I want to thank my wife, Alice, our daughter and the rest of my family. It is impossible to do the job as a Member of Parliament and as a parliamentary candidate without it having a significant impact on your family. Despite that, I could not have asked for more love and support throughout the tumultuous journey I’ve been on this year. They are my rock and will always come first. The biggest benefit of the result tonight is that I will be able to devote so much more time to them which would otherwise have been impossible.
This campaign has been a team effort. We have been blessed to have a superb staff and awesome local party. I am incredibly proud of what we have achieved and cannot thank all our wonderful Lib Dem members and volunteers enough for their tremendous efforts. We almost trebled our share of the vote and threaded the liberal, progressive, internationalist values which are at the core of what this constituency is all about through the entire campaign. We set out to climb Everest but, alas, although we were not far from the summit, we did not quite reach it – this was in spite of the remarkable campaign of the Westminster and City of London Lib Dems, not because of it. From the bottom of my heart, thank you!
Just over a year ago I decided to leave one of the two main parties – the Labour Party – in our undemocratic First-Past-The-Post system because I felt it no longer represented my social democratic, liberal values. Like so many, I felt the Official Opposition and the Government had failed to perform their constitutional duties competently, too often they were making decisions in their own interests and had gone to the extremes – I could not remain a part of that. I thought it would be a cop out to walk out of politics at that stage and leave the field without trying to fix a broken system with other MPs of a like mind for the sake of the country and our communities. I still maintain that it was better to try and fail to do that, than to stay put and defend the indefensible.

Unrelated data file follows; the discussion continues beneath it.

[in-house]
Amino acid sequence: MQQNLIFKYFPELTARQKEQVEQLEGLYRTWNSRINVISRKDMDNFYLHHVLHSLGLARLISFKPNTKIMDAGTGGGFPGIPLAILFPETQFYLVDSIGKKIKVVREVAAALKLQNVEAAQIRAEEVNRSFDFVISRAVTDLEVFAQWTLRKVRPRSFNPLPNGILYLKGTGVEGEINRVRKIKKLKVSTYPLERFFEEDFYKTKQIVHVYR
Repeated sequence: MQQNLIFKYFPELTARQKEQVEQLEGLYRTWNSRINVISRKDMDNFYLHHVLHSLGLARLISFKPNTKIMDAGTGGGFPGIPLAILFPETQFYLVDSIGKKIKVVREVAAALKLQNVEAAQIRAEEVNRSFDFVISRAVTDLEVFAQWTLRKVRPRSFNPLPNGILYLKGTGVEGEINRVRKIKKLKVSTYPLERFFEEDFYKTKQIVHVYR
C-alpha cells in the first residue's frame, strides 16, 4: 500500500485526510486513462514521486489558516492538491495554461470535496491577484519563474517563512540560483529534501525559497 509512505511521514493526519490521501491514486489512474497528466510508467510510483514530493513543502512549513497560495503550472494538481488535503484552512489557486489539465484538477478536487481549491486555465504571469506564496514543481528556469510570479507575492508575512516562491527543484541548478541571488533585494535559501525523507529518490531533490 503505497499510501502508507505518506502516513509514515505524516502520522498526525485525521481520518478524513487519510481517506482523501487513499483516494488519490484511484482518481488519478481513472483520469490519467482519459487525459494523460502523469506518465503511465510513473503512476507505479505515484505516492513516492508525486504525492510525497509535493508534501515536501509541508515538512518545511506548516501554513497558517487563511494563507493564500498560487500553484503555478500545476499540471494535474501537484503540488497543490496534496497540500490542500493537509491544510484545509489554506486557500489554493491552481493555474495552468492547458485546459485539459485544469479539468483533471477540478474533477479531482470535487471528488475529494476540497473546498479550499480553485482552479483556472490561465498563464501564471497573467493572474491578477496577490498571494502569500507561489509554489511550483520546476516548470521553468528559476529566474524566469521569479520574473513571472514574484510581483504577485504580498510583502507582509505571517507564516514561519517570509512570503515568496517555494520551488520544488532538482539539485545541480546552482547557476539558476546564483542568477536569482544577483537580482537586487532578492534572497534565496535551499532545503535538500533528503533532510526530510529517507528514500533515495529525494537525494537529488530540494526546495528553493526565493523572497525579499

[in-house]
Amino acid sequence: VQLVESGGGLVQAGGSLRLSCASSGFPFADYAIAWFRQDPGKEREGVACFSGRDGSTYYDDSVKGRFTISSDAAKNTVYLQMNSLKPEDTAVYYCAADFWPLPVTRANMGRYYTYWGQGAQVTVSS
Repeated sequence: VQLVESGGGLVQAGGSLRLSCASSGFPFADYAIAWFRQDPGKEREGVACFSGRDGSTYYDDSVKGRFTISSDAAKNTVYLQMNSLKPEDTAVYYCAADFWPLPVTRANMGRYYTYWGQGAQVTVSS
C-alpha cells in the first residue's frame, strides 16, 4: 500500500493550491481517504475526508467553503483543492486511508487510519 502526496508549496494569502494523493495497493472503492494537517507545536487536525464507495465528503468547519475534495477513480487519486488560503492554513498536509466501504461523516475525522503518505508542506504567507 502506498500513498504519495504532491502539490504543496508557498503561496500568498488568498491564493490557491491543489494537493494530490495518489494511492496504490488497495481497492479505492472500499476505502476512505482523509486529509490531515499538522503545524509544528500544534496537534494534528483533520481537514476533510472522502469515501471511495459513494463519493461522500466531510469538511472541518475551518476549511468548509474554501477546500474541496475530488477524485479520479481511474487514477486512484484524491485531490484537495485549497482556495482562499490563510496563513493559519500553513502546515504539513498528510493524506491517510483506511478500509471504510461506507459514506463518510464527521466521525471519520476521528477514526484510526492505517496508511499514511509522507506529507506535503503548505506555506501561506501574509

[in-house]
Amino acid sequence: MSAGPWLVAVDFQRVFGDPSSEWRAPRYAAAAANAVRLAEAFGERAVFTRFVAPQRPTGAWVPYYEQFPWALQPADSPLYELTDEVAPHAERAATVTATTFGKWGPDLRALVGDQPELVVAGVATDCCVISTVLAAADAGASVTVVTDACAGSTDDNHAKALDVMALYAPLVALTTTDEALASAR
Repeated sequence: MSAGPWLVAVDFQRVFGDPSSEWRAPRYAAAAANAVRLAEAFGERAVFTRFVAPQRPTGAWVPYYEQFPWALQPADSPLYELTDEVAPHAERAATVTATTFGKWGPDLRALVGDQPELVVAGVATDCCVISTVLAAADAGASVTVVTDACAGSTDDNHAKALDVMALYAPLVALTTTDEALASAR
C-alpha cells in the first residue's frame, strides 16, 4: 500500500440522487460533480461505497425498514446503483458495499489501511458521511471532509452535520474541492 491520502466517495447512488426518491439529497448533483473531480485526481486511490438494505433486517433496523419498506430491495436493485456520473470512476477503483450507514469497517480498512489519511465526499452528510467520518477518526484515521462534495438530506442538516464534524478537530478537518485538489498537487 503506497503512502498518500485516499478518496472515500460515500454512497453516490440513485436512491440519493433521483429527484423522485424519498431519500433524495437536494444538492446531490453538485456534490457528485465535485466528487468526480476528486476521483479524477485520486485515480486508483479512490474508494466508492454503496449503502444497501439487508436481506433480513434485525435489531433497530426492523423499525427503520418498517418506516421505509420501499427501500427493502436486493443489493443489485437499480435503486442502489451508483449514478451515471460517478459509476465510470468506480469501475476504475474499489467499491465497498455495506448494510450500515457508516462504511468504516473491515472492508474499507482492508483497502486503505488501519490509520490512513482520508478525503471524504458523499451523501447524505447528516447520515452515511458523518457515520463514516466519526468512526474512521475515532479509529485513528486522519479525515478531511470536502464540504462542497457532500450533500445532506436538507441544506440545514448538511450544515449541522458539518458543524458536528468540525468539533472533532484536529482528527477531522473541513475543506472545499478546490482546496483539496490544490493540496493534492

However, we must respect the choice the people have made today, both to re-elect Boris Johnson and the Conservatives into government, and for Labour to continue as the Official Opposition. I wish them the very best – it is in all our interests that they live up to the trust invested in them today. In particular, congratulations to Nickie Aiken, the new Member of Parliament for the Cities of London and Westminster.
For the liberal, internationalist, pro-European, progressive, centre-ground of British politics, the Liberal Democrats still have a vital role to play, despite the disappointing results of this general election. We will live to fight another day and learn from what has happened these last few months. I will do what I can, albeit outside of the House of Commons, to contribute to that. I said I had re-joined the party this year for the long term – I meant it.
Finally, it has been the privilege of my life to serve in parliament these last ten years for the constituency I was born into, Streatham. Since I was first elected, I spoke in the House of Commons on behalf of my constituents around 1000 times, I held weekly surgeries, and helped over 18,000 constituents with their issues. It was also a huge privilege to do a number of senior roles as a Shadow Cabinet member of both Labour and the Liberal Democrats. I am hugely grateful for the opportunity to serve and hope that I have been able to improve the lives of as many people as possible – the whole reason I stood for election in the first place ten years ago.